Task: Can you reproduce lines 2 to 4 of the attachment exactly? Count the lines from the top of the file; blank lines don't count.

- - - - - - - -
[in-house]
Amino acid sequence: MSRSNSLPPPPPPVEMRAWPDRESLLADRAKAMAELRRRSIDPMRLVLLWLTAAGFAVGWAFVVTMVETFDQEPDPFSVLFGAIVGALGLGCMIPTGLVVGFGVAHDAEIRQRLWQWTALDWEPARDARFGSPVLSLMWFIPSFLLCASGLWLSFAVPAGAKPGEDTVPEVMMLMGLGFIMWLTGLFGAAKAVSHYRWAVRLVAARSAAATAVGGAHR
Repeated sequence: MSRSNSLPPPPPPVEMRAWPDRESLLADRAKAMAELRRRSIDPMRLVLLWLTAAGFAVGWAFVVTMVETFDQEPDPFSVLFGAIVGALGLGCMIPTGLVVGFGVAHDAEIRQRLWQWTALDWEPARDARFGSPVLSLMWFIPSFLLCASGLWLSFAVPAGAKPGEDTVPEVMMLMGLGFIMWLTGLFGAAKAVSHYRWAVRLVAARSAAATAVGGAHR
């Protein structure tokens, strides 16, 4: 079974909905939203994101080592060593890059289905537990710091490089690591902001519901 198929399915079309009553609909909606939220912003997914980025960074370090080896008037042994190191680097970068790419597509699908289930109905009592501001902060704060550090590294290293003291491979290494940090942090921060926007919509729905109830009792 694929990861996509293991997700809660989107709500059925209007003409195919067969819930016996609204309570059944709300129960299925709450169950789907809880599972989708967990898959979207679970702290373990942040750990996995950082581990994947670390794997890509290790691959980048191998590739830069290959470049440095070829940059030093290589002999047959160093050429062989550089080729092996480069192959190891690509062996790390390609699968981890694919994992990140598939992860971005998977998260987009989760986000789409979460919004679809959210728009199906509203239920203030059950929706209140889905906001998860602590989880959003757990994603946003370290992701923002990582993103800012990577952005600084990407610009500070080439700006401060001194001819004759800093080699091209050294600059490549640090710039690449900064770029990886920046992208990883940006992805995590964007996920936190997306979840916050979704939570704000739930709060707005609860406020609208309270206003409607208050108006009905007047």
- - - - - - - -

Amino acid sequence: MSRSNSLPPPPPPVEMRAWPDRESLLADRAKAMAELRRRSIDPMRLVLLWLTAAGFAVGWAFVVTMVETFDQEPDPFSVLFGAIVGALGLGCMIPTGLVVGFGVAHDAEIRQRLWQWTALDWEPARDARFGSPVLSLMWFIPSFLLCASGLWLSFAVPAGAKPGEDTVPEVMMLMGLGFIMWLTGLFGAAKAVSHYRWAVRLVAARSAAATAVGGAHR
Repeated sequence: MSRSNSLPPPPPPVEMRAWPDRESLLADRAKAMAELRRRSIDPMRLVLLWLTAAGFAVGWAFVVTMVETFDQEPDPFSVLFGAIVGALGLGCMIPTGLVVGFGVAHDAEIRQRLWQWTALDWEPARDARFGSPVLSLMWFIPSFLLCASGLWLSFAVPAGAKPGEDTVPEVMMLMGLGFIMWLTGLFGAAKAVSHYRWAVRLVAARSAAATAVGGAHR
């Protein structure tokens, strides 16, 4: 079974909905939203994101080592060593890059289905537990710091490089690591902001519901 198929399915079309009553609909909606939220912003997914980025960074370090080896008037042994190191680097970068790419597509699908289930109905009592501001902060704060550090590294290293003291491979290494940090942090921060926007919509729905109830009792 694929990861996509293991997700809660989107709500059925209007003409195919067969819930016996609204309570059944709300129960299925709450169950789907809880599972989708967990898959979207679970702290373990942040750990996995950082581990994947670390794997890509290790691959980048191998590739830069290959470049440095070829940059030093290589002999047959160093050429062989550089080729092996480069192959190891690509062996790390390609699968981890694919994992990140598939992860971005998977998260987009989760986000789409979460919004679809959210728009199906509203239920203030059950929706209140889905906001998860602590989880959003757990994603946003370290992701923002990582993103800012990577952005600084990407610009500070080439700006401060001194001819004759800093080699091209050294600059490549640090710039690449900064770029990886920046992208990883940006992805995590964007996920936190997306979840916050979704939570704000739930709060707005609860406020609208309270206003409607208050108006009905007047």